11. tarosean

    tarosean Well-Known Member

    "Homey dont think so." as the old clown used to say on a TV show...
  12. CajunBass

    CajunBass Well-Known Member

    I check to make sure there are no dirt dobber nests in the barrel and go shooting. :D

    Seriously, I might clean a new gun if it's dripping goo from the factory, but I don't worry about it too much.

    Anybody who follows the procedure in the OP must be younger than I am, and thinks he's going to live forever.
  13. tuj

    tuj Well-Known Member

    Completely unnecessary for a production pistol. When you get a $3k benchrest *barrel*, then you probably want to be over-cautious.

    This should ALWAYS be done when taking possession of a new gun. Checking the chamber for any signs of cracks, ensuring the safety(s) function properly. I once got a new (used) gun and the firing pin was broke. Took it out on the range and it was just 'click click click'. Now I always check over my guns when I take possession. Things can break even on new guns just being shipped from the factory.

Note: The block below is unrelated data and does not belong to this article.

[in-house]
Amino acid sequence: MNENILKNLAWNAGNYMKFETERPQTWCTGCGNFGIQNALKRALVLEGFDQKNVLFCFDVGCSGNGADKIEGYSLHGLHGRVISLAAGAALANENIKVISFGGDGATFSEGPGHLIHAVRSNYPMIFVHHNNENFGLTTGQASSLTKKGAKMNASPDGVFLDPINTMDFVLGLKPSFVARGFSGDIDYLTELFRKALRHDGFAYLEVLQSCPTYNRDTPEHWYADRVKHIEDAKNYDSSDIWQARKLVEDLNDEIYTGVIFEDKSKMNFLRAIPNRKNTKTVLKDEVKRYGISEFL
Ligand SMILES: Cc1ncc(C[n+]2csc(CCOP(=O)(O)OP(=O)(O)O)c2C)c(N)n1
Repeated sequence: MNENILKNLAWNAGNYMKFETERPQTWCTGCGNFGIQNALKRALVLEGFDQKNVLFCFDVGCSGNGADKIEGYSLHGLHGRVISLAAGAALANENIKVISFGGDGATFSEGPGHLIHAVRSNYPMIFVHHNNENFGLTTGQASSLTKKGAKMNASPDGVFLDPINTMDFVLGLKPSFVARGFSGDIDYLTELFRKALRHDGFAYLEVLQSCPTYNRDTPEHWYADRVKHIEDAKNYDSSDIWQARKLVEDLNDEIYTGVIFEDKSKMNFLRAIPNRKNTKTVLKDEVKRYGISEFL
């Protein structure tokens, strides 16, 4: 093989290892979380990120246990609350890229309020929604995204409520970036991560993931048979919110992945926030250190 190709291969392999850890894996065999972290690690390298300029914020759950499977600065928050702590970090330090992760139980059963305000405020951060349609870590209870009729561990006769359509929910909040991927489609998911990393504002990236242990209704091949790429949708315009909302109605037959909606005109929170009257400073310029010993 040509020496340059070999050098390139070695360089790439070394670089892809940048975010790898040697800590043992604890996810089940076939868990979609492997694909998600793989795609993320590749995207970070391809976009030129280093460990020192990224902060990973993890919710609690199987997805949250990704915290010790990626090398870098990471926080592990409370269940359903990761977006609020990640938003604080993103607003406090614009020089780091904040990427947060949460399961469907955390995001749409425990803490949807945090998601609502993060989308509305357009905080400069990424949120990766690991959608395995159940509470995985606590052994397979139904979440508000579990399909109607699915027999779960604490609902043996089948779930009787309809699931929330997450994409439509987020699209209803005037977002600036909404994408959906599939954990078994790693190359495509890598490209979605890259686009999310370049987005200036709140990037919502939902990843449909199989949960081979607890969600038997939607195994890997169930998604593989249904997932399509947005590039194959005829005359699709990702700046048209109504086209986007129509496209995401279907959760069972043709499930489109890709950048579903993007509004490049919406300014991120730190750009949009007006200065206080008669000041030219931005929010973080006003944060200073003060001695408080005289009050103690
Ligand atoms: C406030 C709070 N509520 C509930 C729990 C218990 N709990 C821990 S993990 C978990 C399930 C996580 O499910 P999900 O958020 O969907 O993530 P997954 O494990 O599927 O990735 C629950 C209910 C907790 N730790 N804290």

14. JTQ

    JTQ Well-Known Member

  15. Sam1911

    Sam1911 Moderator

    Agreed with all above.

    Do a thorough field strip, cleaning and oiling before shooting. Then run the gun through a warm up of 500-1,000 rds. Clean again and inspect.

    Afterward, field strip and clean every 500-1,000 rds, and maybe detail strip and deep clean every 2,000-3,000.
  16. CPshooter

    CPshooter Well-Known Member

    It sounds like the author has severe OCD and wants to pass his rituals on to the next guy. Serious overkill and zero accuracy advantage.